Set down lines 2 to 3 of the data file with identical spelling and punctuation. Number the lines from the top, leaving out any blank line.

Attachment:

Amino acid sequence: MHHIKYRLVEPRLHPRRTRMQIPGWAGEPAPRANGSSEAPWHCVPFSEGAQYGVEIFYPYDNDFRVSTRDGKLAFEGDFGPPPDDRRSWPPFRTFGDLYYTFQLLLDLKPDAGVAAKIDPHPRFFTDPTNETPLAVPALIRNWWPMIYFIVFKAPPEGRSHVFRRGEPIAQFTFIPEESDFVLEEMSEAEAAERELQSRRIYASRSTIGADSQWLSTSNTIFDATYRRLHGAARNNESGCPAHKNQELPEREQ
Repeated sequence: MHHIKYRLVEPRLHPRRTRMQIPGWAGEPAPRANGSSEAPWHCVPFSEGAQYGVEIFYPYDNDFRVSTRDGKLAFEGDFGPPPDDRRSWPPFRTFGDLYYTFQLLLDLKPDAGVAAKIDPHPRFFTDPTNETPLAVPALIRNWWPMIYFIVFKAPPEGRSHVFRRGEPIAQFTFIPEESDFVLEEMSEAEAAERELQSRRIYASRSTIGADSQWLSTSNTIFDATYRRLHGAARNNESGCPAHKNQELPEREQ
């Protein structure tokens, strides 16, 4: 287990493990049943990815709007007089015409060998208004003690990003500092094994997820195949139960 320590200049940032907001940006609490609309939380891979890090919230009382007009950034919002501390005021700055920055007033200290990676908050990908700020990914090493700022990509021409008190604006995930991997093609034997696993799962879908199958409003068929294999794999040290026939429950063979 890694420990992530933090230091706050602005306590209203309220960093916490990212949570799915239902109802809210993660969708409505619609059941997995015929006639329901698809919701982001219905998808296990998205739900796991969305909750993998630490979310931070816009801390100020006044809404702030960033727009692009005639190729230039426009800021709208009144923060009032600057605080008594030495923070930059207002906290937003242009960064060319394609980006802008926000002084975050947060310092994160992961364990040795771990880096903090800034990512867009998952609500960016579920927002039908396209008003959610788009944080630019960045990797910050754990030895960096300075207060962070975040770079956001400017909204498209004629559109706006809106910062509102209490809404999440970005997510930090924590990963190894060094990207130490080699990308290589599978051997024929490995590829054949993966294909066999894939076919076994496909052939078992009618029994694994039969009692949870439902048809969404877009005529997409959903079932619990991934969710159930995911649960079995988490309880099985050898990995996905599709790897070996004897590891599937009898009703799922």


Repeated sequence: MHHIKYRLVEPRLHPRRTRMQIPGWAGEPAPRANGSSEAPWHCVPFSEGAQYGVEIFYPYDNDFRVSTRDGKLAFEGDFGPPPDDRRSWPPFRTFGDLYYTFQLLLDLKPDAGVAAKIDPHPRFFTDPTNETPLAVPALIRNWWPMIYFIVFKAPPEGRSHVFRRGEPIAQFTFIPEESDFVLEEMSEAEAAERELQSRRIYASRSTIGADSQWLSTSNTIFDATYRRLHGAARNNESGCPAHKNQELPEREQ
């Protein structure tokens, strides 16, 4: 287990493990049943990815709007007089015409060998208004003690990003500092094994997820195949139960 320590200049940032907001940006609490609309939380891979890090919230009382007009950034919002501390005021700055920055007033200290990676908050990908700020990914090493700022990509021409008190604006995930991997093609034997696993799962879908199958409003068929294999794999040290026939429950063979 890694420990992530933090230091706050602005306590209203309220960093916490990212949570799915239902109802809210993660969708409505619609059941997995015929006639329901698809919701982001219905998808296990998205739900796991969305909750993998630490979310931070816009801390100020006044809404702030960033727009692009005639190729230039426009800021709208009144923060009032600057605080008594030495923070930059207002906290937003242009960064060319394609980006802008926000002084975050947060310092994160992961364990040795771990880096903090800034990512867009998952609500960016579920927002039908396209008003959610788009944080630019960045990797910050754990030895960096300075207060962070975040770079956001400017909204498209004629559109706006809106910062509102209490809404999440970005997510930090924590990963190894060094990207130490080699990308290589599978051997024929490995590829054949993966294909066999894939076919076994496909052939078992009618029994694994039969009692949870439902048809969404877009005529997409959903079932619990991934969710159930995911649960079995988490309880099985050898990995996905599709790897070996004897590891599937009898009703799922």